A bonanza at the beginning
is no guarantee of blessing at the end.
Proverbs 20:21 (The Message)
Many couples are in for a rude awakening when they get married. We’re enamored with wedding ceremonies in our society. Big celebrations. Articulate designs. Perfect wines and hors d’oeuvres. Elegant gowns and fantastic floral designs. The average wedding costs $28K. But folks, if we compare a wedding and marriage to building a building, the wedding is the first shovel ceremony with the President of the Chamber of Commerce and the Mayor and City Fathers all present and then the senator makes a speech and turns the first shovel full of dirt and everyone present shakes hands and rejoices at the future of this building…but the empty lot still sits there. You have to build the building yet. Then you have to use the building. Then you have to pay for the building and keep the building maintained. And furnish it. And decorate it. A dedication is a nice thing and gets everyone pumped, but the work is just beginning.
For most couples there’s this euphoria at the beginning of their relationship: A bonanza of love. They spend time together, they call each other, they do nice things for each other, they overlook each other’s problems, they have a forgiving spirit, they call each other, flirt with each other, make love a ton, and can’t keep their hands off each other. And then life happens.
This is as it should be. If this did not happen it would mean that both of you are brain dead. You wouldn’t have a memory. The newness wears off because you have a memory. Your brain doesn’t need to be reminded over and over. Newness is replaced by loyalty and respect and mutuality, if it’s working. If it’s not, the newness is replaced by insecurity, doubt, loneliness, resentment, anger, lashing out and shutting down. You don’t reach out to me like you used to. You never call. You won’t make love to me anymore. You never touch me. You’re always on the computer. You’re nicer to the cat than you are to me. You make plans without me. You don’t take my thoughts into consideration. You act like you don’t even need me. You…You…You…You.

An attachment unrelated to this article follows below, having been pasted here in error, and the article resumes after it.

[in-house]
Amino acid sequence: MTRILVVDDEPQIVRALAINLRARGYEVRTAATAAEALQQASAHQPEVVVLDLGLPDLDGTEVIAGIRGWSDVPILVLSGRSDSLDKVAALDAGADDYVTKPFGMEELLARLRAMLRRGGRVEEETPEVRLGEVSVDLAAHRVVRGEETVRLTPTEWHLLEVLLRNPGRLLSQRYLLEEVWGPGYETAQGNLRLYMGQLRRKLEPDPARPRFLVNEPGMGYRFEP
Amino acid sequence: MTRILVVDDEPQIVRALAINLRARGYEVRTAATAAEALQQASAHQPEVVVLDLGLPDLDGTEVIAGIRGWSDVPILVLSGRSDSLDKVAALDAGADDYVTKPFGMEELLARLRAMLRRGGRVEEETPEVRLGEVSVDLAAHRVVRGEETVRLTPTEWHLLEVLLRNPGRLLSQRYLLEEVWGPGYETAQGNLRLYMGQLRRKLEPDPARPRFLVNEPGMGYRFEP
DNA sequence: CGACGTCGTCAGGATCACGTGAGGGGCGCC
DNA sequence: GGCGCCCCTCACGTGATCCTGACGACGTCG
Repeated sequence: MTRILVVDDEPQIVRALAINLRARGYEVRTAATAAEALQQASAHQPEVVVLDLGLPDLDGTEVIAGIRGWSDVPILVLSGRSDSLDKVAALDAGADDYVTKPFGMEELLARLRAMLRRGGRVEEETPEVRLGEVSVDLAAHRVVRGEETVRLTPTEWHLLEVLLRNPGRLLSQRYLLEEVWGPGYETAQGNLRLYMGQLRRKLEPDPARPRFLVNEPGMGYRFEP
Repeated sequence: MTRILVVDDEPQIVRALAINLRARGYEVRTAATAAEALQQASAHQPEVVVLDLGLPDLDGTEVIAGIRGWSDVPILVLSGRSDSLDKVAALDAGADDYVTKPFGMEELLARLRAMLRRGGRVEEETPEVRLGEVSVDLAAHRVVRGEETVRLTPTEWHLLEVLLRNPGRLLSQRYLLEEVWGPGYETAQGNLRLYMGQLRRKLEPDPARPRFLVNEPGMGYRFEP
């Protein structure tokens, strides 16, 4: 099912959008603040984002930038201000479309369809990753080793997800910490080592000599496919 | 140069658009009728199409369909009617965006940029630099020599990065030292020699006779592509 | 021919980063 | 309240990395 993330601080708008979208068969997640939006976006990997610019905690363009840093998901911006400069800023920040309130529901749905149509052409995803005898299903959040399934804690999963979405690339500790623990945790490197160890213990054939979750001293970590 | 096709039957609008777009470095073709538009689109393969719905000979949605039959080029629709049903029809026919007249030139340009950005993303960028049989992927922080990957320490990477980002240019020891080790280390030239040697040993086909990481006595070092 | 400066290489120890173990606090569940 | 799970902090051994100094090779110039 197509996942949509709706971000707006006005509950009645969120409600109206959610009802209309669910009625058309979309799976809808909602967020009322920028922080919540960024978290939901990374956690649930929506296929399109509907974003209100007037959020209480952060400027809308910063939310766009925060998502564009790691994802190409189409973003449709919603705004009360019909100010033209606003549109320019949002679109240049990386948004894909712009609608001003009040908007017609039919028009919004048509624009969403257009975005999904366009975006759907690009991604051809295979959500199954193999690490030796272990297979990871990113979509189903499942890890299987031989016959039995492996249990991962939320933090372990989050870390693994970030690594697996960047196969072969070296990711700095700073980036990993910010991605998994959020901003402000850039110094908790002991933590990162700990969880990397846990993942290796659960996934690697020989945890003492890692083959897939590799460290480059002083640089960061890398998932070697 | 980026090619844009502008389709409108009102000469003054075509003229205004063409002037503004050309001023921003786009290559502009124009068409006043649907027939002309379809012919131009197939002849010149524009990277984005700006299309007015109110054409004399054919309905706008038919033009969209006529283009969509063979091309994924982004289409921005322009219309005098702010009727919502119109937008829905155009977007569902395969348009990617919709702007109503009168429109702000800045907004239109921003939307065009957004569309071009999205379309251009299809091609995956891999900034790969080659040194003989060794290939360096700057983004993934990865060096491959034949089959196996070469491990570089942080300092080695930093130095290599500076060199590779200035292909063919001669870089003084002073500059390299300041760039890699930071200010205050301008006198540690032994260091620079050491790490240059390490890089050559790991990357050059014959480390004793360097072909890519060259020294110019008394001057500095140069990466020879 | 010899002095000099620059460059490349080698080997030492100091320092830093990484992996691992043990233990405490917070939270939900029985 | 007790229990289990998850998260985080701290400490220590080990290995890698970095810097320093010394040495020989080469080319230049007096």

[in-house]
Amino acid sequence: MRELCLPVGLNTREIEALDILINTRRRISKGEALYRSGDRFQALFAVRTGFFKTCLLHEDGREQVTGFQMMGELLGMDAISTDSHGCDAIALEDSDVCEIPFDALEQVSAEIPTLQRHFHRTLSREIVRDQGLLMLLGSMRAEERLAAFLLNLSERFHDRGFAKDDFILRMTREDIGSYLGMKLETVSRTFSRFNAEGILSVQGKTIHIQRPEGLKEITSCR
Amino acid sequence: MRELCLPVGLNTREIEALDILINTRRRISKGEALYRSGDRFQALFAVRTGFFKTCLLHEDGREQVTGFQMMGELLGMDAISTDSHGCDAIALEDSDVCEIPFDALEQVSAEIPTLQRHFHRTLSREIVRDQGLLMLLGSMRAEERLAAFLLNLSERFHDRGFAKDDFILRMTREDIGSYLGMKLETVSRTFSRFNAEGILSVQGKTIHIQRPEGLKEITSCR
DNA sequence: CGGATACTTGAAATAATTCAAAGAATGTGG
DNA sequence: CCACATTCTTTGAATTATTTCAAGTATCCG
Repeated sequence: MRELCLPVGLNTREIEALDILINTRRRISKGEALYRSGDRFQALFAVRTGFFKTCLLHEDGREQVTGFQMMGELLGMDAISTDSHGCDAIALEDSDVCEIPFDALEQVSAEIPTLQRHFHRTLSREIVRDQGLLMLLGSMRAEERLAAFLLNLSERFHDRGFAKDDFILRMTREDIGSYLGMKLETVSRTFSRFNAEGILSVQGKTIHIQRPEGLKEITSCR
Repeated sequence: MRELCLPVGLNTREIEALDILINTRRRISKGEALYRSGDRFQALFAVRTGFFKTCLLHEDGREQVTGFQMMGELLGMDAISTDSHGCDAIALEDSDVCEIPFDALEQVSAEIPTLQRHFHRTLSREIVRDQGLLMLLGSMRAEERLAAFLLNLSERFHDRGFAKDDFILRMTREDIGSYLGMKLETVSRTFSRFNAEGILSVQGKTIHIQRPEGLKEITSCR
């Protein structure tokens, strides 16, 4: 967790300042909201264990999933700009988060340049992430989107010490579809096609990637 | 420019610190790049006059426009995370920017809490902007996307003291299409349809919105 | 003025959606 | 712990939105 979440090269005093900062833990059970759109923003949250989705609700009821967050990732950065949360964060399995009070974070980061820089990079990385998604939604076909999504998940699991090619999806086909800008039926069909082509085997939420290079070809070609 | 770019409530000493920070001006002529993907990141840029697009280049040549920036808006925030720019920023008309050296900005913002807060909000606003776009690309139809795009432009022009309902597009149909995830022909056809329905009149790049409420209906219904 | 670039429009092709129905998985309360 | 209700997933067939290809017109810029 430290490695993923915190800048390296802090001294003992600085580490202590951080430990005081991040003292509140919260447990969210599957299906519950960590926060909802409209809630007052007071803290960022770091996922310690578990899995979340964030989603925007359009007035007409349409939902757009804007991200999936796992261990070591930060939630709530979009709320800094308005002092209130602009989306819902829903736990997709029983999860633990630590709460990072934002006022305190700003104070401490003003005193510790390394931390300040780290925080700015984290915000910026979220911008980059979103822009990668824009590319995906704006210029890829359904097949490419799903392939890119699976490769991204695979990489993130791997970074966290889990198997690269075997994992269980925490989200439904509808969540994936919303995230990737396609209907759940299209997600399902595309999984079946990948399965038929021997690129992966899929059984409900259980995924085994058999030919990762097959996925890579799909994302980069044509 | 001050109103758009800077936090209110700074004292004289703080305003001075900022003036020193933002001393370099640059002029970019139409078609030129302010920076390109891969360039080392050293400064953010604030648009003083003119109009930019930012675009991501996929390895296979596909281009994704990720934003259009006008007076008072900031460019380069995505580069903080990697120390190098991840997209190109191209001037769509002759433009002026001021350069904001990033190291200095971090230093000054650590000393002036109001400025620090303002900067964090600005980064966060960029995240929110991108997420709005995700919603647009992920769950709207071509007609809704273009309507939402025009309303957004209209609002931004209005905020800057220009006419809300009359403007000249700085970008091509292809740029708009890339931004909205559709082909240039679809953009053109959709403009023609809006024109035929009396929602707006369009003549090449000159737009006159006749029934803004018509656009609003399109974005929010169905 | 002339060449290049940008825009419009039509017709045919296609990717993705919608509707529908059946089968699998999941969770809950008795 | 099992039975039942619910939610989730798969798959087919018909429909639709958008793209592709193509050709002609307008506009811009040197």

It doesn’t take long for this finger pointing to grow old, especially if you are the one being pointed at….Bad, bad, bad. OK, I get it. The average divorce occurs after 7.2 years of marriage. 7.2 years?!! That’s it? That’s all the perseverance we’ve got? If marriage is a football game, we’ve only gotten to the first commercial break!!! What? How can we know the outcome of the game already? If we compare it to building the building, we’ve just laid the foundation and haven’t even put in the sewage pipes! If the average wedding is around age 26 and we add 7.2 years? What? How old? Oh, 33 or so? Is there anyone more selfish than a 33 year old? What are 33 year olds doing? Finishing their graduate degrees or their undergrad, working their way up the ladder at work, trying to make their mark in the world, struggling with a balance between work and home and ego and friends and family and trying to be a good parent to these two little crying kids and grandparents making snide remarks and the creditors calling cuz we overbuilt on our first house and we had to buy furniture and now we can’t afford it. Or we bought an old house and we’re working overtime to paint the dumb thing. We’re going to divorce now? We just got started!! That’s it? We’re going to have great excitement in the spring and plant a harvest and then we’re just going to let the harvest lay in the field and just drive away and that’s it?
What’s the rush to give up? I’ve been happily married 33 years. Really. That’s why I became a marriage therapist. It was the one thing I really had down, mostly due, no doubt, to my wonderful wife. But you know what? I feel like I just figured this marriage thing out. It started around year 29 or so. Oh…? You’re kidding me. You mean I could have? What? Oh, man. The Bible says that one of the great mysteries of the world is the way of a man with a woman. This mystery is constantly playing out right before my eyes…in our living room…kitchen…in the car…on a walk…in the bedroom…at Target. A lot of the time I’m speechless. I’m constantly learning. And so now year 33 with my wife is the best ever and I anticipate the best is yet to come. My mom and dad are celebrating 60 years this summer. My wife and I are barely half-way there. High-five.